Mobile computing, social networking, connected devices and the desire to share contents across multiple devices will inspire consumers to store their digital data in the cloud.
Gartner, the research firm, has come out with one more report of the growing importance of the cloud. Gartner said more than one third of all digital data will be stored in the cloud by 2016.
According to the report, thirty six percent of all consumers’ data will be in cloud by 2016 compared to seven percent in 2011. The digital consumption across the world is likely to grow from 329 exabytes in 2011 to 4.1 zettabytes in 2016. A number of digital devices including PCs, mobile, tablets, NAS, HDDs and cloud repositories will fuel the digital storage needs.
“Historically, consumers have generally stored content on their PCs, but as we enter the post-PC era, consumers are using multiple connected devices, the majority of which are equipped with cameras. This is leading to a massive increase in new user-generated content that requires storage,” said Shalini Verma, principal research analyst at Gartner. “With the emergence of the personal cloud, this fast-growing consumer digital content will quickly get disaggregated from connected devices.”
Social networking sites such as Facebook will stock most of the cloud storage needs of consumers. Most social media sites offer free storage to upload photos and videos for social sharing.
“Local storage will become further integrated with home networking, presenting opportunities for local storage providers to partner with home networking and automation service providers,” said Ms. Verma. “Cloud storage will grow with the emergence of the personal cloud, which in turn will simplify the direct-to-cloud model, allowing users to directly store user-generated content in the cloud. As storage becomes a part of the personal cloud, it will become further commoditized. Therefore, online storage and sync companies need to have a strategic rethink about their future approach.”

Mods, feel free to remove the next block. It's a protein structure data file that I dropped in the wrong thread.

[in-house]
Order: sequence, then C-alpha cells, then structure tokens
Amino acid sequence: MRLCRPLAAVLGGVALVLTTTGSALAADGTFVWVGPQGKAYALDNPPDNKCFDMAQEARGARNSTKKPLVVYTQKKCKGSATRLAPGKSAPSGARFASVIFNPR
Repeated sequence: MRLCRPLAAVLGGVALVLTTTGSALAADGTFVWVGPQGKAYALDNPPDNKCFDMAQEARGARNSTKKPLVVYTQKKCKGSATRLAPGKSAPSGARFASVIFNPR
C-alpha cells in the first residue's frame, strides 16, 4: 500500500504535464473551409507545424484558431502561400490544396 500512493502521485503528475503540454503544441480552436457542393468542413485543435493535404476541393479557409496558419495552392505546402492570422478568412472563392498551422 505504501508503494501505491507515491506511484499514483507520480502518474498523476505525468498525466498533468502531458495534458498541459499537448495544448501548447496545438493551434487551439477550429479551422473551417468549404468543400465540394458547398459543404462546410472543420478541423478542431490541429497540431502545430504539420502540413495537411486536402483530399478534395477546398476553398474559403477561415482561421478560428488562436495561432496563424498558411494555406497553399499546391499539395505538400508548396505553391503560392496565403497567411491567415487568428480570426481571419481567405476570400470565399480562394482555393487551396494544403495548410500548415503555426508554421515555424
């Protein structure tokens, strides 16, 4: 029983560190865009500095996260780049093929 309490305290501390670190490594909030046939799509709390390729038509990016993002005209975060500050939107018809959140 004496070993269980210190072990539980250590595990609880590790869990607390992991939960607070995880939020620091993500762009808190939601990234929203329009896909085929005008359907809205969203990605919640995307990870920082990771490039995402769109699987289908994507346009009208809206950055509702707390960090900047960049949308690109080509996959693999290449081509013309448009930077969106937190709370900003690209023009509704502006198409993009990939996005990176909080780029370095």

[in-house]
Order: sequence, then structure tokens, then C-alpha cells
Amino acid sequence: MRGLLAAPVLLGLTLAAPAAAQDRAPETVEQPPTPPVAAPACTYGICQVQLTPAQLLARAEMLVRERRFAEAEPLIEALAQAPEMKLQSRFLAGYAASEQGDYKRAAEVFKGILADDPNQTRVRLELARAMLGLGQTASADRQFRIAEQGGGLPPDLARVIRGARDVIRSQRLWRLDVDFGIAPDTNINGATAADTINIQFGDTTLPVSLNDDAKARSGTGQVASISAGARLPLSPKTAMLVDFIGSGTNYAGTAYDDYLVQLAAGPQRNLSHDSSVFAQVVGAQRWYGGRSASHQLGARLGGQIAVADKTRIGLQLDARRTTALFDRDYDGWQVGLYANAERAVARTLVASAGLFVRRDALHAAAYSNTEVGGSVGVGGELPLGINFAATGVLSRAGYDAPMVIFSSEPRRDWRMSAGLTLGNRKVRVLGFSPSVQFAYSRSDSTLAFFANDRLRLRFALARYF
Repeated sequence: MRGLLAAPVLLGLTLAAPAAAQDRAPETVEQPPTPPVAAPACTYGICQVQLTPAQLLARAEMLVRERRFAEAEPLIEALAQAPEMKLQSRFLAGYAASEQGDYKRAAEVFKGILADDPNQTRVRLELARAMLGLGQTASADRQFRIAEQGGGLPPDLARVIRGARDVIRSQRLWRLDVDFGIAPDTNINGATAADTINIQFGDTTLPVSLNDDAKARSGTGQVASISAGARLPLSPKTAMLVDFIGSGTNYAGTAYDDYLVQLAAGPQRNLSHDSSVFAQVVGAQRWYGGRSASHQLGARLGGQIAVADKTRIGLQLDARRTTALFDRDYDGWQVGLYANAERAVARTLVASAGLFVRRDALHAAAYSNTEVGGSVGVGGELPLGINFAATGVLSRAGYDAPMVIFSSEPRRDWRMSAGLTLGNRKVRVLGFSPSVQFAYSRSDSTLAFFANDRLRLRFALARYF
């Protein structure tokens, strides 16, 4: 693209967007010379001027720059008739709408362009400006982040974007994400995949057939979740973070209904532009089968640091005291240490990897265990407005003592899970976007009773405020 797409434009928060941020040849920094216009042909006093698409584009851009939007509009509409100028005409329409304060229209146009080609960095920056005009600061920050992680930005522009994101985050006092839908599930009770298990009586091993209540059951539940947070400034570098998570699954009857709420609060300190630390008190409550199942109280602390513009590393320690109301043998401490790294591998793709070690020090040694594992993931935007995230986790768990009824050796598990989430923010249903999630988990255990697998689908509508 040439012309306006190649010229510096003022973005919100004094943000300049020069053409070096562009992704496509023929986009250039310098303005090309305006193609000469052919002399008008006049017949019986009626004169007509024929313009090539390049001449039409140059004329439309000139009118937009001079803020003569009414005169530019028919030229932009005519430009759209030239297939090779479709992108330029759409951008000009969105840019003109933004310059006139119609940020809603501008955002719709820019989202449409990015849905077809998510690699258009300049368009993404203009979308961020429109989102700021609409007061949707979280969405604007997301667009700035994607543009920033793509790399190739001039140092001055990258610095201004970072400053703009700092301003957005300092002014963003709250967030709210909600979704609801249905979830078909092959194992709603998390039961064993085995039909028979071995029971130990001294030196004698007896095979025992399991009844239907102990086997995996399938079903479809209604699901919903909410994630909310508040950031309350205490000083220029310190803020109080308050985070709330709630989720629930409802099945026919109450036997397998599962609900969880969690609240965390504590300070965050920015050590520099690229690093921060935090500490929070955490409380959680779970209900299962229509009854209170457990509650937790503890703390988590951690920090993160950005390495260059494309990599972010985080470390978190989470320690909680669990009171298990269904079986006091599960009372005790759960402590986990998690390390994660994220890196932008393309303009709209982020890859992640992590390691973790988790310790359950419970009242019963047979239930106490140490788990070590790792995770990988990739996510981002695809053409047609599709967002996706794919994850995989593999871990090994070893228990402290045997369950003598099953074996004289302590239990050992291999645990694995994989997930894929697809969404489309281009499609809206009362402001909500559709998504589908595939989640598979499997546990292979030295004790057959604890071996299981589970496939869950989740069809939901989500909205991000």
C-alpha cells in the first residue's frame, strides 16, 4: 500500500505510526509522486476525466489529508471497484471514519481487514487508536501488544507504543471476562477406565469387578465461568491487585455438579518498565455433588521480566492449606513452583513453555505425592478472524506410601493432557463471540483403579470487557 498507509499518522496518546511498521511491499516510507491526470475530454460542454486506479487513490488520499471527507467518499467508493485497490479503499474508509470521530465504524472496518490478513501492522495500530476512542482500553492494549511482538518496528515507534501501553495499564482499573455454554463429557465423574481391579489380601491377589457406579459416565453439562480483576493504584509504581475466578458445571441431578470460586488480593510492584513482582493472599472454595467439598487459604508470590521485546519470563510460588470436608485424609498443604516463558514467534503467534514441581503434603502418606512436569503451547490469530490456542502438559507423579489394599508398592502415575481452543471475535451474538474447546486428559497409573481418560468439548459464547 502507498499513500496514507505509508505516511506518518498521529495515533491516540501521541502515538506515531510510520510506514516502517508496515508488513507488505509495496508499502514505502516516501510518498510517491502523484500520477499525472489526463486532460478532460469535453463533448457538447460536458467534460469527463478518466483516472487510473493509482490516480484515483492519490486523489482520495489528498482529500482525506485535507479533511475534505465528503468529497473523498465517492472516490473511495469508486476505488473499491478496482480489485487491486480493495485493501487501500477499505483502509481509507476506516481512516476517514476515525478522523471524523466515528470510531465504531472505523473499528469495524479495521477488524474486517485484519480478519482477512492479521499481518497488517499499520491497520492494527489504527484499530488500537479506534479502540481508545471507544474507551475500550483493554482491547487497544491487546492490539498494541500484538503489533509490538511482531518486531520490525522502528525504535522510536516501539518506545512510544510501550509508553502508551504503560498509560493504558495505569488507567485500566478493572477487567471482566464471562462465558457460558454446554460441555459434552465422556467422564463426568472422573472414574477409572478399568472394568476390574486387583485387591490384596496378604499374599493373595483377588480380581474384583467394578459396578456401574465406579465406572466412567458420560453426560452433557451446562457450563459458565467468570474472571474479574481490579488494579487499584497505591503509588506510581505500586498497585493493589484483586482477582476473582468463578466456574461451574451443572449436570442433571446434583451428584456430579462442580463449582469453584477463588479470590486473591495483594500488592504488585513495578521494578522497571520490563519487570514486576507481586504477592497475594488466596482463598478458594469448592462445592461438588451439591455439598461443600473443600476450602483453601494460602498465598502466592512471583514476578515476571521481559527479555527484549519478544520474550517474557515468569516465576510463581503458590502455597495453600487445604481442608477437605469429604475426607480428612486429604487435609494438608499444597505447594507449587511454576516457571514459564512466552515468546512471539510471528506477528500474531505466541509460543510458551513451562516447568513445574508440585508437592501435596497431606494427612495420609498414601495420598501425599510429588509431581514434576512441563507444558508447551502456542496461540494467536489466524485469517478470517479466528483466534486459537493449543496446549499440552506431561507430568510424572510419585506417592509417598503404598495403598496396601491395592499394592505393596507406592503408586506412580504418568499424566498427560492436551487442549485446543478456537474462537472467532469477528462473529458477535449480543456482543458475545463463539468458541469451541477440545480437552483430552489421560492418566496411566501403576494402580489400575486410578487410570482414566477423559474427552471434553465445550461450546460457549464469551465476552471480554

The report suggested that average storage will grow from 464 gigabytes in 2011 to 3.3 terabytes in 2016 per household. Camera-equipped tablets and smartphones will be the major factors that will drive household storage needs.
Cloud service providers (CSPs) such as Google Drive, iCloud, Box, etc. will continue to provide more storage space for free, the report says. Consumers are expected to incline towards these free services. Direct-to-cloud model will overtake on-premises storage, which will drop to 64 percent in 2016 from 93 percent in 2011.